In Court: BRAC Intern, Ashish Mitter, Reports from Dhaka’s Prisons

August 11, 2010
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This post was written by Ashish Mitter, an undergraduate student at Yale University who is interning with BRAC’s Human Rights and Legal Aid Services (HRLS) Program in Bangladesh. Ashish’s post is a reflection of a recent visit he made to Dhaka Central Metropolitan Magistrate’s Court.

This post was written by Ashish Mitter, an undergraduate student at Yale University who is interning with BRAC’s Human Rights and Legal Aid Services (HRLS) Program in Bangladesh. Ashish’s post is a reflection of a recent visit he made to Dhaka Central Metropolitan Magistrate’s Court.

Development is a word that has been on everyone’s lips for some time now, and debates concerning the nature and implications of ‘development’ form the staple of many a course on political science. Having encountered many of these debates in seminars and classrooms across the world, I increasingly find myself subscribing to the view that development that fails to respect the rights of marginalized and subaltern communities is destined to create fissures of conflict in society. I applied to intern with BRAC because I was attracted by its commitment to rights based development and wanted to see what this meant on the ground. How does BRAC as an organization go about ensuring that rights are protected and growth is inclusive? I found answers to these questions in the Human Rights and Legal Aid Services Programme’s legal education classes, in the support it extended to victims of domestic abuse, and perhaps most interestingly, in the Dhaka jails.

To the uninitiated, a visit to the Dhaka Central Metropolitan Magistrate’s Court has a distinctly unreal air to it. Lawyers scurry around in heavy black robes, in a futile bid to defy the humidity and the trickling sweat that it brings with it. Security guards with black teeth and orange tongues sit on rickety wooden chairs or lean against damp walls, rifles resting gently in their palms. Prisoners in tight shirts with logos of designer brands strewn in gold glitter across the front press against the bars of their overcrowded pen waiting for the judge to take up their case. The Court truly is, to employ an overused expression, a beehive of activity, and a somewhat intimidating place to be if you are a visitor, like I was.

Luckily I was met at the courts by Nazmul bhai (Nazmul Hoque) a man of good cheer and even greater commitment. Nazmul bhai is involved with a programme run jointly by HRLS and Deutsche Gesellschaft für Technische Zusammenarbeit (GTZ) which is designed to do some of the most unglamorous work there is in the field of legal advocacy—clearing out the bottlenecks that exist in the Bangladesh prison system. The majority of prisoners in Bangladesh are not convicts but under-trials—men and women whose fate has yet to be decided by Bangladesh’s creaking judicial system and who languish, sometimes for years, in jails, waiting for their fate to be decided. In Dhaka Central Jail for example, out of the 10 000 prisoners, 7,000 are under-trials. Many of these have been wrongly jailed. In 2008, BRAC and GTZ came together in order to expedite the cases of some of these prisoners. They do so by providing free legal assistance and representation to prisoners who are often in jail only because they can’t afford the services of a lawyer.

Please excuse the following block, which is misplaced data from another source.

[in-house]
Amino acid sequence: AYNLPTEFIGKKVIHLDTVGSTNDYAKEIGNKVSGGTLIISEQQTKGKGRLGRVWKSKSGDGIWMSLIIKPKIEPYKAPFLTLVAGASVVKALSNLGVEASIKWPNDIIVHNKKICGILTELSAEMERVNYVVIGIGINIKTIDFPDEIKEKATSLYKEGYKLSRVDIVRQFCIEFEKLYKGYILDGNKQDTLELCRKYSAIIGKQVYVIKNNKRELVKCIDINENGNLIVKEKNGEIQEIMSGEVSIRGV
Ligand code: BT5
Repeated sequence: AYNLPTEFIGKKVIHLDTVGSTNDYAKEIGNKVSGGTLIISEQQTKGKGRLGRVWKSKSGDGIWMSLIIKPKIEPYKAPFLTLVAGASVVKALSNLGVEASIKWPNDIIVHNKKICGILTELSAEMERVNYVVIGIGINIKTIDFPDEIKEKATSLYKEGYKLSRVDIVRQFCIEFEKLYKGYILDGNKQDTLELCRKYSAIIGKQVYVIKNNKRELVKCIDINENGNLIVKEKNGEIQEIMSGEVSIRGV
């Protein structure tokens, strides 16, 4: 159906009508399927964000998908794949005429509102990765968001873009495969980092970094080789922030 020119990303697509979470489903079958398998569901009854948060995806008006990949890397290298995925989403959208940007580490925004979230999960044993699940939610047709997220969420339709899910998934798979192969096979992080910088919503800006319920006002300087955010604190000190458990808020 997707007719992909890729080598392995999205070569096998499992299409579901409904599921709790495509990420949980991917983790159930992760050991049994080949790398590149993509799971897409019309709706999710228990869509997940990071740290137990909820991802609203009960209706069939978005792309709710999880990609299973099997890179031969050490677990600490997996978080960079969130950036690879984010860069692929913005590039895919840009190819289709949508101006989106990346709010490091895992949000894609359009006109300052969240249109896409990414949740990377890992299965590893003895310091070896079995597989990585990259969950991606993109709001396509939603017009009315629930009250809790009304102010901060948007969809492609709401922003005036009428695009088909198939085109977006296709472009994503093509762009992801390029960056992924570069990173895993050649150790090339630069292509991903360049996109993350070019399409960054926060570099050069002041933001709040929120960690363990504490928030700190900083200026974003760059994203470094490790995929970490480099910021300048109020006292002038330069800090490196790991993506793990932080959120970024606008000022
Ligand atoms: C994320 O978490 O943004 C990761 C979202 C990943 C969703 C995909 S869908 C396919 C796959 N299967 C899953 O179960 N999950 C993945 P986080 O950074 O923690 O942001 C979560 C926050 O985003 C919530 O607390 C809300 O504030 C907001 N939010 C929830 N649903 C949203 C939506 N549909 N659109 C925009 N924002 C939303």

Nazmul bhai and his colleagues face an uphill task however. The overcrowding in the prisons means that the courts are truly overwhelmed and are unable to deal with as many cases as they should. In addition to this, there exists an unholy nexus between many lawyers and judges, who drag out cases and fill their pockets as a result. Finally, many prisoners themselves are suspicious of NGOs which profess to provide legal aid services as in many cases they have had bad experiences with government sponsored legal aid programmes.

While at the courts I met Nusrat (name changed), a 20-year old woman who had been in jail for five months without trial on the charge of drug abuse, a crime for which the minimum punishment is six months. Lawyers involved in the ‘Prison Project,’ as the programme has informally come to be known, selected her case as one in which they could push for speedy justice. If they had not intervened, Nusrat would have been in jail for months, perhaps even years, before her case came up. However Nusrat’s lawyers ensured that she pleaded guilty, and was sentenced to six months in jail, thus guaranteeing that she would leave jail in a month.

Talking to Ibrahim, a paralegal involved in the programme, however, I realized that the biggest challenge the programme faces is the sheer scale of the task. After working for almost two years, GTZ and BRAC have together been able to register 3,000 under-trial prisoners, and expedited the cases of just 45. The NGOs remain hamstrung by limited resources and so have currently only been able to make a cursory impact on Bangladesh’s prison system. One can only hope that the good work people like Nazmul bhai and Ibrahim are doing will spur other members of the legal profession to think beyond their wallets and about the poor, who often have to bear the full weight of the State’s practices.

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